Law a tool of harassment?

Upholding the ideals of the constitution in a democracy, the Supreme Court of India granted interim bail in all the cases and berated the state police of Uttar Pradesh (UP), a BJP-ruled state, for relentlessly employing the machinery of criminal justice and reminding that the criminal law and its processes ought not to be instrumentalised as a tool of harassment. Whether it is the attempt by the state (Uttar Pradesh) police to restrain Zubair from tweeting as the bail condition or the sudden appearance of the Solicitor-General in a lower court to argue for the denial of his bail, it is evident how threatened government(s)—and its ecosystem—are by journalists and fact-checkers. They are considered a significant threat to the dominant narrative of the state, as they continuously debunk misinformation which is often used as a tool to polarise society and rake nationalist sentiments, and question the project of controlling the information, which is at the heart of the flourishing of the post-truth world.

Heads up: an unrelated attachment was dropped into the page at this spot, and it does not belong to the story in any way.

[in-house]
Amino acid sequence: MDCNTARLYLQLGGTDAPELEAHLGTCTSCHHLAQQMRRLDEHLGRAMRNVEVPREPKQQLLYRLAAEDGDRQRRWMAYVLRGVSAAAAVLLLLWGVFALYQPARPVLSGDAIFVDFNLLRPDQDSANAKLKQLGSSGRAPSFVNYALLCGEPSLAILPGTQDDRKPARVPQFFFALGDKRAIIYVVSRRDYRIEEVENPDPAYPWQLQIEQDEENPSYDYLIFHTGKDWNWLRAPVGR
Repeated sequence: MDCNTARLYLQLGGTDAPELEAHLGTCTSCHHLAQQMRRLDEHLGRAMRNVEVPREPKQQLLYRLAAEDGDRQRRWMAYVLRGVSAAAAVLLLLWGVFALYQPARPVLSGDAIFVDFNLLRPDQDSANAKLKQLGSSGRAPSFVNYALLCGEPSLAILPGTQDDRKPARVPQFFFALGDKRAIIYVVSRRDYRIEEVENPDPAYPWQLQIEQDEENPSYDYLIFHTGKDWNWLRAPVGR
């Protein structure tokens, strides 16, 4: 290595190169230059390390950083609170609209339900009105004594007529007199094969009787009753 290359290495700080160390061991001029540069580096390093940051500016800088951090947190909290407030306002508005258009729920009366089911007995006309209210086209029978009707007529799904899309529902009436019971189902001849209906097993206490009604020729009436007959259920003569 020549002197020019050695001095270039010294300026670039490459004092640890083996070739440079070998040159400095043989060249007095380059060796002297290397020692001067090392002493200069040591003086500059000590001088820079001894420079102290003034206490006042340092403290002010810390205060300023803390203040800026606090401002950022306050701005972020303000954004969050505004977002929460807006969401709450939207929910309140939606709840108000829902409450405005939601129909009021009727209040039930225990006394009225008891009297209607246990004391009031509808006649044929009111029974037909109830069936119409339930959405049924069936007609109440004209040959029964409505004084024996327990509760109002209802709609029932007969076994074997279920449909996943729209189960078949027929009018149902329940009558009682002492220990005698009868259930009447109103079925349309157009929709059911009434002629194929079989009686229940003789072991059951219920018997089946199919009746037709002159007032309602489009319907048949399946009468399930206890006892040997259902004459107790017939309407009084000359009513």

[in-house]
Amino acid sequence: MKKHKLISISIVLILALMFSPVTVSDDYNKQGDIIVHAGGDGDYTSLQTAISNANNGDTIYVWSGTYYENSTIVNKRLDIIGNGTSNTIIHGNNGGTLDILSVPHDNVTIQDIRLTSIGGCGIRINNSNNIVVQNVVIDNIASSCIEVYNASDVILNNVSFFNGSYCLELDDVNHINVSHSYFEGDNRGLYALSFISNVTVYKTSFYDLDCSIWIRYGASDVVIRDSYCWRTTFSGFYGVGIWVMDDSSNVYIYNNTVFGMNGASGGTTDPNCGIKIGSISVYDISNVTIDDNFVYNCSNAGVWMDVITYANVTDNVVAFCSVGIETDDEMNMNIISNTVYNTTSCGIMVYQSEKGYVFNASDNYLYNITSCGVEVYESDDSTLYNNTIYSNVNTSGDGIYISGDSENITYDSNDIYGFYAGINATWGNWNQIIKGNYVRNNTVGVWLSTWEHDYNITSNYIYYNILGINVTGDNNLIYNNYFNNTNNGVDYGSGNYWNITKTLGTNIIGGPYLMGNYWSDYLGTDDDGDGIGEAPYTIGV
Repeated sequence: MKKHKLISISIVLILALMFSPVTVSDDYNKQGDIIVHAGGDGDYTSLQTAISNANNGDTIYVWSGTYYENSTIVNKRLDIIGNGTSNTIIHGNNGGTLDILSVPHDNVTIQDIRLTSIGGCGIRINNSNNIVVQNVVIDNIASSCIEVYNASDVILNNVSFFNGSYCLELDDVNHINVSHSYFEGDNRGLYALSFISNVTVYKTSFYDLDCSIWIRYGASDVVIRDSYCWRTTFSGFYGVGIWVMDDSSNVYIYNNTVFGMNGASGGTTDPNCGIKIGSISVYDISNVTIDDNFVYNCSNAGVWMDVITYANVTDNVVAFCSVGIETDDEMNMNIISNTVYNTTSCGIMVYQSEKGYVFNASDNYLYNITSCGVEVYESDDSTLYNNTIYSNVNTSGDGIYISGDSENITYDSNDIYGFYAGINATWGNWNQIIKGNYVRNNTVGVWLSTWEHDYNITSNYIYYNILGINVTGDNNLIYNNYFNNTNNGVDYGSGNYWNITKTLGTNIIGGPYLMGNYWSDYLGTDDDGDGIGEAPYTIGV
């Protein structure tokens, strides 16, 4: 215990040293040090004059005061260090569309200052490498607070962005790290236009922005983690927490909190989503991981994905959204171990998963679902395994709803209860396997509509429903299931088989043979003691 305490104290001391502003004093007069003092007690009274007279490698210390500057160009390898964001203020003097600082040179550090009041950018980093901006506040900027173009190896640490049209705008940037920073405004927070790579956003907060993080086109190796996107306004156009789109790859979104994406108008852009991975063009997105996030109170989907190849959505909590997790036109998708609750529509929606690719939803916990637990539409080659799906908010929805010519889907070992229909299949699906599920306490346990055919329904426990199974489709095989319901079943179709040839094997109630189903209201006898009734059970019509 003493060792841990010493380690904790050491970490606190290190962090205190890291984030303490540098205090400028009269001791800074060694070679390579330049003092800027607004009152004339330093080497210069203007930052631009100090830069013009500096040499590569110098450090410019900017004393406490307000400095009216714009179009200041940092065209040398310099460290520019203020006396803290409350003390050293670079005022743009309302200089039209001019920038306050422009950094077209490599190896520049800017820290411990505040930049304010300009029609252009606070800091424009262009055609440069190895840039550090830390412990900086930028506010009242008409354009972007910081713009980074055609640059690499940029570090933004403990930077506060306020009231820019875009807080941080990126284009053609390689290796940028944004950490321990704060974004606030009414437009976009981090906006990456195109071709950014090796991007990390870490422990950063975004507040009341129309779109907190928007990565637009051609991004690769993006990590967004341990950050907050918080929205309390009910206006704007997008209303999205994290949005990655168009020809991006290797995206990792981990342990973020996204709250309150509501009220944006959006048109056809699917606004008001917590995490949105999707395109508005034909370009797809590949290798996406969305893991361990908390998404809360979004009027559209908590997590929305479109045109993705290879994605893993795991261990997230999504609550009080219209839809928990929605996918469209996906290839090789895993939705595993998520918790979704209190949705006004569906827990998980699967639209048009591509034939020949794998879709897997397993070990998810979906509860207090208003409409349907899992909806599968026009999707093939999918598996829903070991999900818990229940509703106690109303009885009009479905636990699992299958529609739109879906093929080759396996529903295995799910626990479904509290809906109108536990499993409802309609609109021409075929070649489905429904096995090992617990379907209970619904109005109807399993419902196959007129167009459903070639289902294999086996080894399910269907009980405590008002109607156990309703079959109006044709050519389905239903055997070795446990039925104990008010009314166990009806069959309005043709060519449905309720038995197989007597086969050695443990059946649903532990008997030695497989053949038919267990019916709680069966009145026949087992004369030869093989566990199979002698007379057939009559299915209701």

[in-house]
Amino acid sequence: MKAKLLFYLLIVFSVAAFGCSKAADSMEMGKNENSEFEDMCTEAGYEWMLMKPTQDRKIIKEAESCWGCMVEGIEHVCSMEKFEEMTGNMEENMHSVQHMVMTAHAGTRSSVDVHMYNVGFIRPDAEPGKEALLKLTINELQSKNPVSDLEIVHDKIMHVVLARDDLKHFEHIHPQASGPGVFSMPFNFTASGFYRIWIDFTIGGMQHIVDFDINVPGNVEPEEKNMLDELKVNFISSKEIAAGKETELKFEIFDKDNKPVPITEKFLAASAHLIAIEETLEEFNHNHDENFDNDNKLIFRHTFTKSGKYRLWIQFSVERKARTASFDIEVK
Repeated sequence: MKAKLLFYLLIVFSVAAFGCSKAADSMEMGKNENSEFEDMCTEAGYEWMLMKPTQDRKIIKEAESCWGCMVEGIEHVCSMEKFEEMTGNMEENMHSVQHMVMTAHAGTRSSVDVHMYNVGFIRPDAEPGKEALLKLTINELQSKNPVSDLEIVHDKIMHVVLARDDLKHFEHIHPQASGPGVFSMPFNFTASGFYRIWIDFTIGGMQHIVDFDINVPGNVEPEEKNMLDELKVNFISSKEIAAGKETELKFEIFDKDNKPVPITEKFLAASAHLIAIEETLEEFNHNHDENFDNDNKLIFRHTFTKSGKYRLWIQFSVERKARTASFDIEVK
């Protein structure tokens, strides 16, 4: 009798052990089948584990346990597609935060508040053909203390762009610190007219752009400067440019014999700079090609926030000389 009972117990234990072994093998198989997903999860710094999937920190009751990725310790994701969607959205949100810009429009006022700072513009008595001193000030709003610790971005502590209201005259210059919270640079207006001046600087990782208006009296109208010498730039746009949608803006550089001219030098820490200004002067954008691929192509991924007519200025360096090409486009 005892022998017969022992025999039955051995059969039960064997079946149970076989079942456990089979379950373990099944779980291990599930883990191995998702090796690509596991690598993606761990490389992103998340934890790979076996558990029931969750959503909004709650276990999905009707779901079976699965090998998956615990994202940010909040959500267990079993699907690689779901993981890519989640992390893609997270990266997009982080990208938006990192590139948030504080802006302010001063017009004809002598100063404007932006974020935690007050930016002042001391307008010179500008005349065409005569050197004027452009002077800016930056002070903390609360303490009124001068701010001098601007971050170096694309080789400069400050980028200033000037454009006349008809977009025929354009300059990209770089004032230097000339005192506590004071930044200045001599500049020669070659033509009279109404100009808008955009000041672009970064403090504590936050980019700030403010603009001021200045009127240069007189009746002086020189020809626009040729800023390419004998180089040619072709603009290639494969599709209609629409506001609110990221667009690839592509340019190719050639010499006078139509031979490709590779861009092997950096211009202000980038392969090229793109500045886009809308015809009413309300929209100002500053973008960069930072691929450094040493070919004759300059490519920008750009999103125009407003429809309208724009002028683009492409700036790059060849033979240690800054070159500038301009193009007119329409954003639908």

Fact checkers as warriors?

As the Chinese proverb argues, one can seek truth from facts. The need, urgency and importance of truth-seeking are more than ever, even if that happens from small websites (like Alt News), as political sociologist Christophe Jaffrelot elaborates. When fictional realities increasingly dominate the public discourse for a shared political impulse and to feed the political agendas, religious dogmas and jingoistic sentiments, fact-checking websites are essential in combating fake news, propaganda, and misinformation on digital platforms since they are the repositories of verified information and facts. At a time when there is hollowing out of the idea of truth, backed by state-sponsored nationalist agendas which push to allow myths as ‘true history,’ facts are the only tenacious warriors, as they help us move closer to truth and, thereby, justice.